It’s pretty easy to setup an Orthographic Camera in Unity, but without paying attention the settings can cause us numerous problems when it comes to sprites, textures and the quest for pixel perfect graphics in our games.
When wanting pixel perfect graphics it is important that we set the camera size to give us a 1:1 pixel/texture ration between Photoshop (or your alternative) and Unity.
For example, if our game resolution is set to width = 960px height = 640px and our camera size is set to 5 a Unity cube (scaled at 1,1,1) will be the equivalent of a 64px by 64px square in Photoshop. This means that our game screen will have space for ten 64px sprites stacked on top of each other.
Many game devs will prefer to work with a set size in Photoshop and then adjust their camera setup in Unity accordingly. Depending on the resolution and the target Photoshop size this can require some complicated trial and error. However an untraceable contributor in the comments section of Rocket 5’s wonderful tutorial series on 2D in Unity , provided a formula thus avoiding the trial and error.
Camera Size = x / ((( x / y ) * 2 ) * s )
x = Screen Width (px)
y = Screen Height (px)
s = Desired Height of Photoshop Square (px)
It’s a formula that works perfectly and I have setup a calculator to make the calculation process even easier via my Pixel Perfect Camera Size Calculator – Google Doc. Feel free to share, use and download as you wish.
An orthographic camera is commonly used when designing 2D games within Unity and setting up an orthographic camera is pretty simple:
Step 1 : Set position to x=0, y=0 and z = -10 (any depth that you choose depending on the Z values of your game objects).
Step 2 : Rotation to x=0, y=0 and z=0
Step 3 : Scale to x=1, y=1 and z=1
Step 4 : Change the ‘Projection’ drop-down to Orthographic (default is Perspective).
Step 5 : Set Camera size to 5 (this number can vary – with my game resolution a size of 5 worked).
Step 6 : Create some objects (I added three simple cubes) and change Ambient Light to light grey via Edit > Render Settings > Inspector > Ambient Light (colour chooser). You can use any light colour or if you prefer stick to the default black ambient light and add some lights to the scene.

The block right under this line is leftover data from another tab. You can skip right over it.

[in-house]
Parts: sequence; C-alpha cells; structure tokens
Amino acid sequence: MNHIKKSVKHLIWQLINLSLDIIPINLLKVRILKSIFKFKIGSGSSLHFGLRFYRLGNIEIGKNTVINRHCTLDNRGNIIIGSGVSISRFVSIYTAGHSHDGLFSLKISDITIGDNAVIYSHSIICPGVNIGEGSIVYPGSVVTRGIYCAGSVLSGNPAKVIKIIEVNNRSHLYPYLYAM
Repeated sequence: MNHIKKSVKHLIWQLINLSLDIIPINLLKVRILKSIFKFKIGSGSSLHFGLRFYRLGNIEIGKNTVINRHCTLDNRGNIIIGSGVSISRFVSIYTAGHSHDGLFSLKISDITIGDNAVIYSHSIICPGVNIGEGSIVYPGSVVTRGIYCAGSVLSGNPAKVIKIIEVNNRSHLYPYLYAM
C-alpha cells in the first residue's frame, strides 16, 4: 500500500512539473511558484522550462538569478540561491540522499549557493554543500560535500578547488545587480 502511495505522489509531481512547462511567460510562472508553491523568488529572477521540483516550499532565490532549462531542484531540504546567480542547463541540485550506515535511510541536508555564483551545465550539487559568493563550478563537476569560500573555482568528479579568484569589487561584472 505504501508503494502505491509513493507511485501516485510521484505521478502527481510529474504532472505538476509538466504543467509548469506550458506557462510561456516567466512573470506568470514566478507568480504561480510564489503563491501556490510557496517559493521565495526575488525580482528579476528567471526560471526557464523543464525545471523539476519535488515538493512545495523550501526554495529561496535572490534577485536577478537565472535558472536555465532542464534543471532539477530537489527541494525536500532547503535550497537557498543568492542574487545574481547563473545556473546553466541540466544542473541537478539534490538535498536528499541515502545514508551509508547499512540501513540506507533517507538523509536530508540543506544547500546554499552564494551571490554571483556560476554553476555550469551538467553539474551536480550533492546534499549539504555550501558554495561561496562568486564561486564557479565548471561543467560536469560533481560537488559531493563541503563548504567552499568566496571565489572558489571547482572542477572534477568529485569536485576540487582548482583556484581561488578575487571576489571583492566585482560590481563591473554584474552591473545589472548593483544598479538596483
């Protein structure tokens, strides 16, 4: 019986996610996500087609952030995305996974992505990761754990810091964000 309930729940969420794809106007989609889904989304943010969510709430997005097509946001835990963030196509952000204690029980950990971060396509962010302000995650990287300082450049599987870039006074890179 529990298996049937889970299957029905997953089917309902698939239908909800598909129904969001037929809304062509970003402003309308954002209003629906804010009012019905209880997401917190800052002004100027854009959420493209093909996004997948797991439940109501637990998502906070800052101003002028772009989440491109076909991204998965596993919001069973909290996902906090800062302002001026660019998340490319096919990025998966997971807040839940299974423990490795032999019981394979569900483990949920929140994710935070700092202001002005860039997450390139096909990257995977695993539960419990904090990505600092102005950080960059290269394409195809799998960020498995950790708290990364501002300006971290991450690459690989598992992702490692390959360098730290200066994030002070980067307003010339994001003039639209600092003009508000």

In a recent interview with Jared Bailey of NoCanWin, he stressed the importance of the prototyping stage for beginner game developers. His comments really struck a cord and I realised that I had to stop working on the look and style of my game ideas and simlply get them coded up in their most basic form to see if they ‘feel right’.
I researched into prototyping further and found some very interesting articles:
Tear Down This Wall – Third Helix : A build to build break down of the prototyping process
Prototyping 101 – #AltDevBlog : Excellent Overview of Prototyping
After soaking these ideas up for a day or two I have been getting deep into a prototype for a game I am currently calling ‘Let Me Fit In’ – a fast paced scroller with a back story of ‘an ugly duckling done good’.
Prototyping is a bit slower for me than most as I am learning a lot of scripting as I go – thank the lord for Unity Answers! I am very happy with the prototype, it is engaging but there is a lot that I need to recode and structure again if I were to flesh out the project but it’s working. I have hooked my Xbox Controller up and it feels great to test play with such a good controller, especially as my game is fast actioned.
A game I am really enjoying at the moment is Cubed Rally Racer, it’s fun to pick-up and play but also engrossing and a rewarding ‘playful racer’. It’s creator Jared Bailey (the man behind NoCanWin) agreed to answer a few of my questions about game development and his game design process. I feel interviews with game developers will be a perfect way for me to learn the craft further and help add to the online community supporting new game developers as they make their baby-steps like me.
Indie Hood Games (IHG): How long have you been making games?
Jared Bailey: I’ve been making games for 12 years now. I’ve been at a couple studios, Presto Studios, Konami and Tetris Online, but I’ve been a full time indie for the past year.
IHG: What was your first real project (maybe unfinished, but the first one that you really got stuck into)?